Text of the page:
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Democracy and no-trust move

The democratic history of Pakistan will pass another milestone if the process of a no-confidence move against the Senate chairman is done smoothly. A no-confidence move is a form of direct election to remove an incumbent office-bearer of a House, and it is the manifestation of democratic norm. No one should frown upon opposition’s no-confidence move against Senate Chairman Sadiq Sanjrani, which has submitted the request to the Senate secretariat. Opposition parties’ candidate is Hasil Bazenjo, a seasoned politician from Balochistan. The incumbent chairman, who was once a unanimous candidate of the opposition parties – the Pakistan People’s Party and the Pakistan Tehreek-i-Insaf – faces the no-trust move not because the opposition parties have an issue with him but because of the growing confrontation between the opposition and the treasury, mainly upped by the government side. PPP Chairman Bilawal Bhutto Zardari has advised Sanjrani to resign voluntarily, while Sanjrani has refused to accept the advice and has vowed to meet the fate. He is likely to face defeat given the numerical strength of the opposition benches. The opposition needs 53 heads to pass the no-trust resolution while their total number is 66 – most of them are from the PML-N (30) and the PPP (20). By unseating Sanjrani, the opposition parties have shown their resolve to make parliament relevant. Once they are disappointed from the parliament’s role, they may take to the street.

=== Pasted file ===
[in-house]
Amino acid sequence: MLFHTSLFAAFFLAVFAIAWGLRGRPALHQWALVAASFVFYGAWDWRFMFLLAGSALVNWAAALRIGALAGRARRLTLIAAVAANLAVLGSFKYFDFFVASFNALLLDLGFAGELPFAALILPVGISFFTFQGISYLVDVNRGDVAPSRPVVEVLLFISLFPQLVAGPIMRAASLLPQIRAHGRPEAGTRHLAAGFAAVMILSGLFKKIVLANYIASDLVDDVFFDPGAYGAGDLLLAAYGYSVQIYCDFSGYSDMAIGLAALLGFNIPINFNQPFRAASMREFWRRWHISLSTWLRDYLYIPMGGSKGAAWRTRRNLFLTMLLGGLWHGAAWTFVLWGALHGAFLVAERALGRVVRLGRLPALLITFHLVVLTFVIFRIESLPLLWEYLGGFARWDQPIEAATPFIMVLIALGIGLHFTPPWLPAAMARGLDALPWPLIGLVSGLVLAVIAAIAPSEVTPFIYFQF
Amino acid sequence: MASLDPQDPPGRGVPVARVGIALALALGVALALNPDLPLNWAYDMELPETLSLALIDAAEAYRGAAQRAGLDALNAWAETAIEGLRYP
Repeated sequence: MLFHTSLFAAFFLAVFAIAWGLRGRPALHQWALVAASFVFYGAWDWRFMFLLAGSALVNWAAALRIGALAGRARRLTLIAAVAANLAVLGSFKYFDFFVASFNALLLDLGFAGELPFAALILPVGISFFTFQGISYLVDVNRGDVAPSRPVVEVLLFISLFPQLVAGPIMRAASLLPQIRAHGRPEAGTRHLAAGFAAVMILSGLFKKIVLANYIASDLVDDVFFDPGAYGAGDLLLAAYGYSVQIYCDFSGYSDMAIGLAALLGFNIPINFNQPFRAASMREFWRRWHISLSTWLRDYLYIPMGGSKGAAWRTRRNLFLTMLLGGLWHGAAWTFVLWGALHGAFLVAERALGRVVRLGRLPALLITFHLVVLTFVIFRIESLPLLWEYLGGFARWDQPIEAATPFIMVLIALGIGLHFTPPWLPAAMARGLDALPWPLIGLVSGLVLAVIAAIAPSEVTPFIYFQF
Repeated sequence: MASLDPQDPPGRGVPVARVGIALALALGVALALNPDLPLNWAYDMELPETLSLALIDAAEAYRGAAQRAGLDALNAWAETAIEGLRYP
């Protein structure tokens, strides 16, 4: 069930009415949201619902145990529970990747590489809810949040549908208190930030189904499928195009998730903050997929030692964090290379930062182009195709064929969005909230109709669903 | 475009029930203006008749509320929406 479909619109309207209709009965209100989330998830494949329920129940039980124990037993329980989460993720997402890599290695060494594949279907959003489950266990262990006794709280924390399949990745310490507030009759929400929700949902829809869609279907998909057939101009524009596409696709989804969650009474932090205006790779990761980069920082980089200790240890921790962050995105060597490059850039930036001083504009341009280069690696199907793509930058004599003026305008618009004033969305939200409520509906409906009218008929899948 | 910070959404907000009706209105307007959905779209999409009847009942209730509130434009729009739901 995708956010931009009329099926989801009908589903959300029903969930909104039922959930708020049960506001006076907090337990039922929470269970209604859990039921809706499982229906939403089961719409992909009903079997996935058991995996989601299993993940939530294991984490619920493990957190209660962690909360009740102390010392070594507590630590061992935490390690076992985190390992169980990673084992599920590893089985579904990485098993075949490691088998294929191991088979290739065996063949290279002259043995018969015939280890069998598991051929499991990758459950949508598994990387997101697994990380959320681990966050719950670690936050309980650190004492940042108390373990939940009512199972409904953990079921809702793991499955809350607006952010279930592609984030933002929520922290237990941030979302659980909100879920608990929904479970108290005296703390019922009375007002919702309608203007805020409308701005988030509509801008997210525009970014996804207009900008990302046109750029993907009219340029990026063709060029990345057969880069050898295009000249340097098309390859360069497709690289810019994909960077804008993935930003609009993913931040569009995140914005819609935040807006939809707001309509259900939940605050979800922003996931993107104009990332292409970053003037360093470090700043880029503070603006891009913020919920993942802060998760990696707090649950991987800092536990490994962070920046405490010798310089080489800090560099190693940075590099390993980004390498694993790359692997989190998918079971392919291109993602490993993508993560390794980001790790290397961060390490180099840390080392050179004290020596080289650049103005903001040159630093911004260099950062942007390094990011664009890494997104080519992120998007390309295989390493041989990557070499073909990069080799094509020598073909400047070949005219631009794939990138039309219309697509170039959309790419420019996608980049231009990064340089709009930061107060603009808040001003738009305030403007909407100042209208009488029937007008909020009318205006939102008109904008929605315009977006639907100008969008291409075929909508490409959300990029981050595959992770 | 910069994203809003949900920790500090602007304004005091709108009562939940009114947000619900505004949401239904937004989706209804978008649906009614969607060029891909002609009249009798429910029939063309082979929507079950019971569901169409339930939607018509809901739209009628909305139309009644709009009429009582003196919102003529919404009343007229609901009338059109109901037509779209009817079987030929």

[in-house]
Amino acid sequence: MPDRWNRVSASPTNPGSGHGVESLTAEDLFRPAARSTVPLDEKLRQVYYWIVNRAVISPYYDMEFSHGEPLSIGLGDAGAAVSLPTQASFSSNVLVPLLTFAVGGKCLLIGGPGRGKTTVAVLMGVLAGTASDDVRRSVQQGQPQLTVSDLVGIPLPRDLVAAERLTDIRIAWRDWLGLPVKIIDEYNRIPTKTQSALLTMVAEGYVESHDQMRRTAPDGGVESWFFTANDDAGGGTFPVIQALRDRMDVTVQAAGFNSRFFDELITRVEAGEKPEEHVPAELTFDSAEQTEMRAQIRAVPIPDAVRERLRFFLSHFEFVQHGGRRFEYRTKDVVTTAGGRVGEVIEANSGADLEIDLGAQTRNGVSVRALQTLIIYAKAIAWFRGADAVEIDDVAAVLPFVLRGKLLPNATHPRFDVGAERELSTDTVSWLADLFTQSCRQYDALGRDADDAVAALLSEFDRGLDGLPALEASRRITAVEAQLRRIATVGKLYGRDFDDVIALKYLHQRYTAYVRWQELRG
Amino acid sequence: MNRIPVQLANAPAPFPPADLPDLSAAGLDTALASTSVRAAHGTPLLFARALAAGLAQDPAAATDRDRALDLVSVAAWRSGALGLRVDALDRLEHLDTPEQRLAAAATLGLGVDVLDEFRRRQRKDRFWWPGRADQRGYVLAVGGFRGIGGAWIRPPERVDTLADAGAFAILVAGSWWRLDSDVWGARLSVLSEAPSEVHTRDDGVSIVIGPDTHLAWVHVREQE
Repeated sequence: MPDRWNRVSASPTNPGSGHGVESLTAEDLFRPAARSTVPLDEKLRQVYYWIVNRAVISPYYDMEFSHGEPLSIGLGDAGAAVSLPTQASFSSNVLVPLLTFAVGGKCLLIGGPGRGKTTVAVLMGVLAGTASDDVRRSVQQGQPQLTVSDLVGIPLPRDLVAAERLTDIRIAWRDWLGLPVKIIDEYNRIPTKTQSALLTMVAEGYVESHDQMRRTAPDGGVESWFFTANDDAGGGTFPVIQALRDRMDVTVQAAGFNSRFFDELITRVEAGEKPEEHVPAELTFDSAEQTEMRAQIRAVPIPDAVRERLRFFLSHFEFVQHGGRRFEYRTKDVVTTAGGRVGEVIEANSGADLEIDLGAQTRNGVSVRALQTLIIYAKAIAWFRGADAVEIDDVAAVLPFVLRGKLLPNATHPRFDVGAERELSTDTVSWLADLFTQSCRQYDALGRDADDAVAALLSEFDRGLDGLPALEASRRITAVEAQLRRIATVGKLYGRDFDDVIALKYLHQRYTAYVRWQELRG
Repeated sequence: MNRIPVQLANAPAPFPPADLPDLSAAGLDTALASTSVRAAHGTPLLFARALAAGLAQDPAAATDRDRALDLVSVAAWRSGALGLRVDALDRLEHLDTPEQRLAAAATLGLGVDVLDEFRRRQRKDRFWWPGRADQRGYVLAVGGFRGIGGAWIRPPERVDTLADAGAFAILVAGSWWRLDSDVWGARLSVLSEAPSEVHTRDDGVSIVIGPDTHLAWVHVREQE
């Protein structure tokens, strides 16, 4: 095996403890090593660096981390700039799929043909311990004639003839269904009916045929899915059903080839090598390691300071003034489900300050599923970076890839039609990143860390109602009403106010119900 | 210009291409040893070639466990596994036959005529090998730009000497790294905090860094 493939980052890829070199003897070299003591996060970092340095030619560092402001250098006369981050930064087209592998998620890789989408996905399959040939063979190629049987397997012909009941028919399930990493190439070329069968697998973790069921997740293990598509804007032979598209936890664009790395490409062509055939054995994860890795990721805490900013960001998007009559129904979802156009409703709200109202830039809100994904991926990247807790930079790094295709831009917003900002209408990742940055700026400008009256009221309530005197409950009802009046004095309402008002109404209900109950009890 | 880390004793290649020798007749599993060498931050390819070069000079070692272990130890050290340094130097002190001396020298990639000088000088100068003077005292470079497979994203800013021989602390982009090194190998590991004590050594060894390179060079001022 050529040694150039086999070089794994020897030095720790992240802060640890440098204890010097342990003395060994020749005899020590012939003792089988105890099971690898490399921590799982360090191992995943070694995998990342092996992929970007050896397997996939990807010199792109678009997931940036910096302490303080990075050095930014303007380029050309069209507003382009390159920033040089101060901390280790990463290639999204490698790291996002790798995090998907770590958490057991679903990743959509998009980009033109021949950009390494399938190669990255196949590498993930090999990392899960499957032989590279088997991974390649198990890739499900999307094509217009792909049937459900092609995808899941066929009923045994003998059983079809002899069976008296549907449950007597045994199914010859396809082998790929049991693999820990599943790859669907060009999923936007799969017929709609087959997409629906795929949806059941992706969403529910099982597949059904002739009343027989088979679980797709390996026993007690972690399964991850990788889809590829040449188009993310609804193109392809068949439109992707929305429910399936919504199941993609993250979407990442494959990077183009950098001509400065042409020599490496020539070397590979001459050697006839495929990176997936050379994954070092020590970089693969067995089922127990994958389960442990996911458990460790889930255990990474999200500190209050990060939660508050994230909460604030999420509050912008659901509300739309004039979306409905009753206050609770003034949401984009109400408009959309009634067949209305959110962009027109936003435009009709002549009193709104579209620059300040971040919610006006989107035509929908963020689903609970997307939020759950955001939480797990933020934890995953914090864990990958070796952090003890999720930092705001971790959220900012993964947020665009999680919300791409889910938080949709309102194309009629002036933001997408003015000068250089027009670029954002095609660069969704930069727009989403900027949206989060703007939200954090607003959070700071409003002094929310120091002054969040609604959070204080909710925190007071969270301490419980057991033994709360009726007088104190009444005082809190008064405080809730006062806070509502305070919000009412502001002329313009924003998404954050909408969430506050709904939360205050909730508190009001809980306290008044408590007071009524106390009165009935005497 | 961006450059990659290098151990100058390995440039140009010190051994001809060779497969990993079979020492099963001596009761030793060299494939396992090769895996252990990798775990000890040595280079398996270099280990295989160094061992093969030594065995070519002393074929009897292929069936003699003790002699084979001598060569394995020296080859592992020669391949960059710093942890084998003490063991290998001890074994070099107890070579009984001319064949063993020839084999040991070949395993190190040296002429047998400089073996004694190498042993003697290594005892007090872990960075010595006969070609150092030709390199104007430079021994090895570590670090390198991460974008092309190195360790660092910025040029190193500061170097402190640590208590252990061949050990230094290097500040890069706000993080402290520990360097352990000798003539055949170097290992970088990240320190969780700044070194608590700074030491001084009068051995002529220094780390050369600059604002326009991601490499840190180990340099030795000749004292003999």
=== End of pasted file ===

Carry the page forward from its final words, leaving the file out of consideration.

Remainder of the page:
But it seems that the time is not far when the opposition will be turning to the agitation given the government’s tendency to trample democratic principles. Parliament has failed to take notice of an announced censorship on the media when it comes to give coverage to the opposition parties. The implications of censorship are not domestic; the international community is also taking notice of the muzzling of media and opposition. Foreign Minister Shah Mahmood Qureshi had to face the boycott of media at the ‘Defend Media Freedom’ conference in London on Thursday. A few present there launched vociferous attack on him for gagging the media. The exchange of words between Qureshi and a Canadian journalist is making the rounds on the social media. A similar situation may arise during the visit of Prime Minister Imran Khan to the US in the coming week.
Now when the democratic practices have come of age, all state organs should show maturity towards other democratic principles as well.



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